Despite a groundswell of support among professional associations and employer mandates, not all nurses are on board with receiving one of the COVID-19 vaccines. What’s causing vaccine hesitancy?
According to a survey by the American Nurses Association of more than 4,900 nurses, 11% of U.S. nurses say they will not get the COVID-19 vaccine or they remain undecided.
Among the 7% of nurses who said they will not get the COVID-19 vaccine, the most common reasons for their decision were a shortage of information about the vaccines’ long-term effects and safety, as well as mistrust about the vaccines’ development, trials, and approvals.
Rationales for Vaccine Hesitancy
According to ANA survey, 88% of nurses have been vaccinated. Yet, 29% of nurses surveyed were against employers requiring vaccination for employment.
“More than 100 staff members at Houston Methodist Hospital who were fired for refusing to get vaccinated for COVID-19 appealed a judge’s ruling that sided with the hospital’s right to terminate their employment,” according to Yahoo! News.
Jennifer Bridges, an RN and lead plaintiff in the lawsuit filed by Houston Methodists’ former employees, said in the article that she is “not anti-vax” and has had previously required vaccines.
Her vaccine hesitancy is based on her concerns that the COVID-19 vaccine was “rushed and it didn’t have the proper research,” according to the article.
Nurses Are People, Too
When last surveyed by the American Association of Nurse Practitioners (AANP), about 94% of U.S. nurse practitioners (NPs) who responded had taken steps to obtain the COVID-19 vaccination in March and April of 2021, according to April Kapu, DNP, APRN, ACNP-BC, FAANP, FCCM, FAAN, president of AANP.
“At that particular time, some of the barriers included that they didn’t have access to the vaccine because they were still rolling out the vaccine availability in groupings,” Kapu said.
The number of fully vaccinated NPs should be higher by now, according to Kapu, given the widespread availability of the vaccine.
But nurses are people, too, and have questions just like everyone else about the COVID-19 vaccine, according to Kapu.
“There might be concerns about wanting more information related to the actual vaccine development process,” she said. “They may want more information about the science, the efficacy. It might be something as simple as (and this would be big to them): ‘I don’t want to have any side effects because I have to come to work and I can’t take a day off.’”
Some, like their patients, have had reactions to vaccines in the past and are concerned about that.
The assumption is nurses already have all the information they need to make a sound decision about the vaccine, but maybe they don’t, according to Kapu. In fact, more than one-quarter of the nurses surveyed by ANA said they don’t have enough information about COVID-19 vaccines.
ANA President Ernest J. Grant, PhD, RN, FAAN, said some nurses cannot get the vaccine because of existing health conditions. But others might be basing their decision to refuse the COVID-19 vaccine on misinformation, with some of that coming from social media.
While 87% of nurses surveyed indicated they get information about the COVID-19 vaccine from government sources, like the U.S. Centers for Disease Control and Prevention (CDC) and National Institutes of Health (NIH), 15% cited friends and family and 13% said Facebook.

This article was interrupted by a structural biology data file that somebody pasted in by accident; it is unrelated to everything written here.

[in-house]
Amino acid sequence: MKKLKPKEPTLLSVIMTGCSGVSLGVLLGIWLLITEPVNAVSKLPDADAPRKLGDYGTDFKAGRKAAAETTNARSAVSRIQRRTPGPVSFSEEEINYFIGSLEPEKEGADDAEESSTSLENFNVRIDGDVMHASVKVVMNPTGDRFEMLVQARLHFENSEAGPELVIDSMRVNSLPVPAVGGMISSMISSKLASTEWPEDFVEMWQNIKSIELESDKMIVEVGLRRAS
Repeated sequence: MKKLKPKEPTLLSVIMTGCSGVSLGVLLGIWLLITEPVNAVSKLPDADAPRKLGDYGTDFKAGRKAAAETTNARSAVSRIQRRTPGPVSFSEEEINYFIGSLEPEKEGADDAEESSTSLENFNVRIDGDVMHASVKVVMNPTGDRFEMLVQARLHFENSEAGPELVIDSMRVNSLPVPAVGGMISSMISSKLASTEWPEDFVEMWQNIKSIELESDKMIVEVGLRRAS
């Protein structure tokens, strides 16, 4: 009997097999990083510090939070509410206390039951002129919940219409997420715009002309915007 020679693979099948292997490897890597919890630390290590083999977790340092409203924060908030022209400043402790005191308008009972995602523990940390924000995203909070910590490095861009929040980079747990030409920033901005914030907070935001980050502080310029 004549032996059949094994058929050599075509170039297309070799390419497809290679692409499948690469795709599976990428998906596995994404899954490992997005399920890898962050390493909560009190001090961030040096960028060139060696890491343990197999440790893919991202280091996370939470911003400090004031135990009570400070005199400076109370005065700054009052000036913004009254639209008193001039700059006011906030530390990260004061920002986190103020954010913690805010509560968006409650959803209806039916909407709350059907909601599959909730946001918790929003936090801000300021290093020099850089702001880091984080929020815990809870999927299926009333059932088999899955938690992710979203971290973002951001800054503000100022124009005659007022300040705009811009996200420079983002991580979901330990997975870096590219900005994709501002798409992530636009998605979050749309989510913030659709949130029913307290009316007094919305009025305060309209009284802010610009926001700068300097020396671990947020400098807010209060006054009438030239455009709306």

According to Grant, a big concern among young nurses who express vaccine hesitancy is their concern that the COVID-19 vaccine might impact reproduction.
“No study has shown that, so once we are able to point that out, these nurses tend to make the decision to go ahead and get vaccinated,” Grant said. “I think it really comes down to education.”
As scientists, nurses should keep up with the latest science on COVID-19 and available vaccines, according to Grant. To help disperse scientific data, ANA offers the Health Nurse Healthy Nation campaign and collaborates with other organizations on the COVID Vaccine Facts for Nurses webpage.
“We provide information to our state nurse associations so that they too can help filter out bad information to the members by email or newsletters and things on their websites,” Grant said.
AANP announced August 2 that its board of directors passed a resolution to support the efforts of employers to create a safe environment and to stop the spread of COVID-19 in offices, healthcare settings, and other places where people gather. That includes employers’ mandating COVID-19 vaccinations.
Kapu said AANP leaders thought long and hard about supporting employer mandated vaccinations.
“We know how hard it has been to staff nurses in the hospitals to make sure that they are there caring for these patients 24/7, but we really felt it was very important when a healthcare system or any other type of employer steps forward and says ‘We’re going to mandate it for our employees.’ We support that,” Kapu said.
Kapu has seen for herself how effective COVID-19 vaccines are. “I work at a hospital and happen to know that the majority of patients who are coming in — and we have a lot of patients coming in now — are unvaccinated,” she said.
Politicizing the vaccine and mask wearing has had a negative effect on people’s decisions to take precautions, which are common practices in nursing, according to Kapu, who has had the COVID-19 vaccination. “All of that has become political,” she said. “That is very unfortunate because this is a healthcare crisis. We need to take advantage of the evidence and follow what our healthcare experts are saying, and that is to get vaccinated.”
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